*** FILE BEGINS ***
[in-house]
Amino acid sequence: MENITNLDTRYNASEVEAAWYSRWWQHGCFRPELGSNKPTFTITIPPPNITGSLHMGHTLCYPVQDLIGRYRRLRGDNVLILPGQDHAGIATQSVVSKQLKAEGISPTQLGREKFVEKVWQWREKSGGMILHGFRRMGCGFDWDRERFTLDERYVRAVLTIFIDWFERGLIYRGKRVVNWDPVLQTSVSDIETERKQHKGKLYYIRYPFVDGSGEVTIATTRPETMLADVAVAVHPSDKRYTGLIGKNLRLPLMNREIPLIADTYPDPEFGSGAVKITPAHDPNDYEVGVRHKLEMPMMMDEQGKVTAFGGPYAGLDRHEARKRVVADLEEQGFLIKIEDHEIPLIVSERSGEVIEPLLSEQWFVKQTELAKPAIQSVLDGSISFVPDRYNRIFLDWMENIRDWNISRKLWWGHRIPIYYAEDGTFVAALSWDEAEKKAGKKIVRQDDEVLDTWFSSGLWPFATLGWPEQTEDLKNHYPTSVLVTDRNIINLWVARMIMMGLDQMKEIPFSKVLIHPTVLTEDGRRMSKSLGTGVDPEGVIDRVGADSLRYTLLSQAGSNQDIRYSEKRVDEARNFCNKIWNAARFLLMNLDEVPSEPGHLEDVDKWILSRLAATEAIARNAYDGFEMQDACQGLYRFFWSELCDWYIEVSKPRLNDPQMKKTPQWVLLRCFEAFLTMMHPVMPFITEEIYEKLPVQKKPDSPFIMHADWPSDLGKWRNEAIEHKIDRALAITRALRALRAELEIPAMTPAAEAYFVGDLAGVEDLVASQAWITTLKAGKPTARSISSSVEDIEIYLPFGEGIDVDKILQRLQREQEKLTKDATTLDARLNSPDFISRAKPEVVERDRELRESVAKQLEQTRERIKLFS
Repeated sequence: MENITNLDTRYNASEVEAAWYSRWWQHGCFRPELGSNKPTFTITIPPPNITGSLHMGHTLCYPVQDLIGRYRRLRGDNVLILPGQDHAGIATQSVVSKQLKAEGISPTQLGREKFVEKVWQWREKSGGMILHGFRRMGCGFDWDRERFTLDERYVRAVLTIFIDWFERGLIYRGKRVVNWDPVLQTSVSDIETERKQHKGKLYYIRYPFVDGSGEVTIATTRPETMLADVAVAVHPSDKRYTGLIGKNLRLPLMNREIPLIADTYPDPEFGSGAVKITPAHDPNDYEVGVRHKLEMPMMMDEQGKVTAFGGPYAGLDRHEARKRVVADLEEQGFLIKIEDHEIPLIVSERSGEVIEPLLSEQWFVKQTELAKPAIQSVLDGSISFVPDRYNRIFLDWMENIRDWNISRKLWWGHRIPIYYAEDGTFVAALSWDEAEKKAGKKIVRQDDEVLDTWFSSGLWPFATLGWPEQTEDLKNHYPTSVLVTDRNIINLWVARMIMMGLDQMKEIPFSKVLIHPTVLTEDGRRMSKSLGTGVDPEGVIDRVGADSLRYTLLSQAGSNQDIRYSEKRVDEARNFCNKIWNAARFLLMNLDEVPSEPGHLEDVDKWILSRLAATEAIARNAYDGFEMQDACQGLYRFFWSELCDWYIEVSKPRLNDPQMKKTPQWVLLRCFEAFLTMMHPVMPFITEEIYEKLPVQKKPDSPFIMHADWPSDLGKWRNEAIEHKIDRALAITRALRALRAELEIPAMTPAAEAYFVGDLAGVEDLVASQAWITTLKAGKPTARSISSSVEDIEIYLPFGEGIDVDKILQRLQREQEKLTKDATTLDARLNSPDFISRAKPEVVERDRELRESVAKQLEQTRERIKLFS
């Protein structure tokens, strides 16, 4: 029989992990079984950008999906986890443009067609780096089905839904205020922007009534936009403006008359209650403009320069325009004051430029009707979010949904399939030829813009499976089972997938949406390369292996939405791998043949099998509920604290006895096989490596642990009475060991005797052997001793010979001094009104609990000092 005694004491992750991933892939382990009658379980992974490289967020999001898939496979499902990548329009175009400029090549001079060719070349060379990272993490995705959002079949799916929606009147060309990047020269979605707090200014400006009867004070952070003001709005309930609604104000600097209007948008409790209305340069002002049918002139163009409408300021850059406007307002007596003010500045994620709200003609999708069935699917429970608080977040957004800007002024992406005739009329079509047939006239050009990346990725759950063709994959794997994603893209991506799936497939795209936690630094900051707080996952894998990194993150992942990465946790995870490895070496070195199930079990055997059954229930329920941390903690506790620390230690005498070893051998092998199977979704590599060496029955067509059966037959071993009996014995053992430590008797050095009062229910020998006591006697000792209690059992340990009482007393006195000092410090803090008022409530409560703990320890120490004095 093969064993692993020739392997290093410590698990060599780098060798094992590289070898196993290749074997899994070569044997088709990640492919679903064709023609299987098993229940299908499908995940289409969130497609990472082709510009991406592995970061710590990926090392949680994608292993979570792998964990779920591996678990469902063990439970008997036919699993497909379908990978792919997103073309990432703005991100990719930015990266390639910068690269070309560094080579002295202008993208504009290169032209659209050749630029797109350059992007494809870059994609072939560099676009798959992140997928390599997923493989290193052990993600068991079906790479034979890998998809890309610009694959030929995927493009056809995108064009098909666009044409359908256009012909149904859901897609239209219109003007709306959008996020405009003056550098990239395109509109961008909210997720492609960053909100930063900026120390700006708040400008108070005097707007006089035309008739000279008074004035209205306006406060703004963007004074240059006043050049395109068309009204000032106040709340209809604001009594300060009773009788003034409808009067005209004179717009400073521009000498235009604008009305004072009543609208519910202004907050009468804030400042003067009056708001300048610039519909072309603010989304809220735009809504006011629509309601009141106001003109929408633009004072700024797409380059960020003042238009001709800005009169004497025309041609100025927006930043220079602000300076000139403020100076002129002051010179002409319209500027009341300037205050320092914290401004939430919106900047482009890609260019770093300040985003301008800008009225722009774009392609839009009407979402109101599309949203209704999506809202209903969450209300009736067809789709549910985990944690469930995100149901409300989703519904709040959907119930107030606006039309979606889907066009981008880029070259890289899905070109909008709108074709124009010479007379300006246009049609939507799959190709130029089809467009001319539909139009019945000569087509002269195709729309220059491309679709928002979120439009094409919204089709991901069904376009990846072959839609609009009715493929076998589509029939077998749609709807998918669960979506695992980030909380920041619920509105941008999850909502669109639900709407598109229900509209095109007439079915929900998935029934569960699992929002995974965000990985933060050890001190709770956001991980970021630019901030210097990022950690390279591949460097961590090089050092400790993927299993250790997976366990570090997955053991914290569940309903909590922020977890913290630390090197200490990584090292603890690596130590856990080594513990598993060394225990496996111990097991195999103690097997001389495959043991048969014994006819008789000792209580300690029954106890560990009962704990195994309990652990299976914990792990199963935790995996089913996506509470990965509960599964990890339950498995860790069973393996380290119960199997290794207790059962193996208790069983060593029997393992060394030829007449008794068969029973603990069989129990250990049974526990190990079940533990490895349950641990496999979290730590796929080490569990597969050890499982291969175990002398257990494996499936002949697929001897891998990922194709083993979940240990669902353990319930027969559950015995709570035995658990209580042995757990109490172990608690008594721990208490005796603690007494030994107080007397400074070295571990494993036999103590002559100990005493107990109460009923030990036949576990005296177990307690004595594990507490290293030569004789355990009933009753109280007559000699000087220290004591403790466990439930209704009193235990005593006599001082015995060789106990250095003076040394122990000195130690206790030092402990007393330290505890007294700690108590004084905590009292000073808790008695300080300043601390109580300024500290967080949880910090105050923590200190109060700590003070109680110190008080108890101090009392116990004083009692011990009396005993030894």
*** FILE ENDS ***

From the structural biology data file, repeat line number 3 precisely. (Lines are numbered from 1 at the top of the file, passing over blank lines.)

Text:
Repeated sequence: MENITNLDTRYNASEVEAAWYSRWWQHGCFRPELGSNKPTFTITIPPPNITGSLHMGHTLCYPVQDLIGRYRRLRGDNVLILPGQDHAGIATQSVVSKQLKAEGISPTQLGREKFVEKVWQWREKSGGMILHGFRRMGCGFDWDRERFTLDERYVRAVLTIFIDWFERGLIYRGKRVVNWDPVLQTSVSDIETERKQHKGKLYYIRYPFVDGSGEVTIATTRPETMLADVAVAVHPSDKRYTGLIGKNLRLPLMNREIPLIADTYPDPEFGSGAVKITPAHDPNDYEVGVRHKLEMPMMMDEQGKVTAFGGPYAGLDRHEARKRVVADLEEQGFLIKIEDHEIPLIVSERSGEVIEPLLSEQWFVKQTELAKPAIQSVLDGSISFVPDRYNRIFLDWMENIRDWNISRKLWWGHRIPIYYAEDGTFVAALSWDEAEKKAGKKIVRQDDEVLDTWFSSGLWPFATLGWPEQTEDLKNHYPTSVLVTDRNIINLWVARMIMMGLDQMKEIPFSKVLIHPTVLTEDGRRMSKSLGTGVDPEGVIDRVGADSLRYTLLSQAGSNQDIRYSEKRVDEARNFCNKIWNAARFLLMNLDEVPSEPGHLEDVDKWILSRLAATEAIARNAYDGFEMQDACQGLYRFFWSELCDWYIEVSKPRLNDPQMKKTPQWVLLRCFEAFLTMMHPVMPFITEEIYEKLPVQKKPDSPFIMHADWPSDLGKWRNEAIEHKIDRALAITRALRALRAELEIPAMTPAAEAYFVGDLAGVEDLVASQAWITTLKAGKPTARSISSSVEDIEIYLPFGEGIDVDKILQRLQREQEKLTKDATTLDARLNSPDFISRAKPEVVERDRELRESVAKQLEQTRERIKLFS